If you find that your fat loss starts to stall, then reduce your calories by 200 – all of this coming from fats and carbohydrates with your protein goals staying the same. If you’ve already lowered your calories, then introduce more activity. Not much, again you’re just looking to burn a little more than you already are. This can easily be done through a couple of 30 minute brisk walks each week, taking the stairs instead of the elevator, or parking a little further away from the building you’re trying to get to. Don’t lower your calories and increase your activity at the same time or you’ll just burn out completely.
Once your diets in check, it’s time to take a look at your training. It’s not that those ab workouts have no effect whatsoever, it’s just that they probably aren’t having the effect you think they are. Training your abs doesn’t remove fat from your stomach directly, just like training your biceps doesn’t get rid of fat from your arms. Unfortunately, the current research suggests that spot reducing doesn’t work. Your body takes fat from the places it wants to in the order it wants to. That’s why women and men tend to store fat in different areas. Men hold a more apple shape, storing fat around their waist and back, whilst women tend to have a pear shape, storing fat around their hips and legs.
What training does is influence the appearance of your abs. You can see the difference in people who are naturally lean and those who have tried to see their abs. People who have trained their abs correctly will have a thicker, stronger looking six pack than those who just happen to have them because they’re lean.
Now, the way you need to train your abs is actually not too different than other muscles:
- Maintain correct form and a strong mental connection
- Build up strength in the 6-8 rep range with strategic exercises in the 10-20 rep range to get in extra volume
- Hit them from a diverse range of angles
- Focus on progressive overload
The best exercises for building strength and size (pick one to focus on each session):
- Cable crunches
- Weighted sit-ups
- Ab-wheel roll outs
The best exercises for added volume (pick two to focus on each session):
- Hanging leg/knee raises
- Hollow body holds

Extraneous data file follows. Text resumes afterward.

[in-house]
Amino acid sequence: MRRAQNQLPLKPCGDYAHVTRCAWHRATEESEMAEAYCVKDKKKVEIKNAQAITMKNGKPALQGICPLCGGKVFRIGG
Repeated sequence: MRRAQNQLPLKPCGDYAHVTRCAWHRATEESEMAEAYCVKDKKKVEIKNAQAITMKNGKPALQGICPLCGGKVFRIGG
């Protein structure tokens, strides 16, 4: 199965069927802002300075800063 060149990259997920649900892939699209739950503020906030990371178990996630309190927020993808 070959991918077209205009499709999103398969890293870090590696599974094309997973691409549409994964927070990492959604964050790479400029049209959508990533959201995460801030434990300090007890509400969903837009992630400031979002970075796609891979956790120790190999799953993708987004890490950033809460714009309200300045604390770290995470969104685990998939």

- ‘Windscreen wipers’
- Russian Twists
- Bicycle crunches
You may hear some people say “all you need to do is heavy squats and deadlifts”. Whilst these large compound movements do recruit a lot of the abdominal muscles, they’re certainly not all it takes to get good looking abs. You may be happy with how your muscles have turned out once you finally see your abs, and that’s fantastic! Yet, for the majority of people will need some form of training to take their abs to the next level.
In terms of frequency, aim for two sessions a week, picking one compound exercise and two volume exercises each time. For each exercise complete 3 sets, shooting for 6-8 reps for the strength exercise and 12-20 reps for the volume exercises. Once you hit the upper limit of the rep range, increase the weight or swap the exercise to another.
Lastly, we need to touch upon the unfortunate aspect of six packs: genetics. As with any part of your body, the way the muscles in your abdomen are structured will depend on your specific genetics. This is why some people can never truly get a six pack because they simply don’t have the separation in their lower abs, giving them a four pack. It’s also why some people will find out they have an eight pack. You can’t train to get a certain amount of abs; you can only affect the size an appearance of them. Unfortunately, not everyone will be able to get the same six-pack look seen on the cover of fitness magazines. Though, this doesn’t mean you won’t look amazing when you cut down and eventually see your abs. There’s a lot more to losing body fat than a six pack, and let’s be honest, abs look good no matter what.
So, it actually doesn’t take any ab training whatsoever to get a six pack. In reality, it all comes down to your diet and caloric balance. Yet, if you really want to make your abs ‘pop’, then two sessions a week of three ab exercises focused around progressive overload (getting stronger and more capable) is all it takes.
At the end of the day, having a six pack is great, but it’s not the be all and end all. A six pack won’t make you happy, that’s for sure. If you think that finally seeing your abs is the solution to all your problems, then you’re sorely mistaken. It’s not that having abs is bad or awful, it’s just probably not going to give you the feeling you think it’s going to. Sure, it feels fantastic to finally have a six pack, especially if you’ve worked hard for it, but there’s far more to life than how your stomach looks.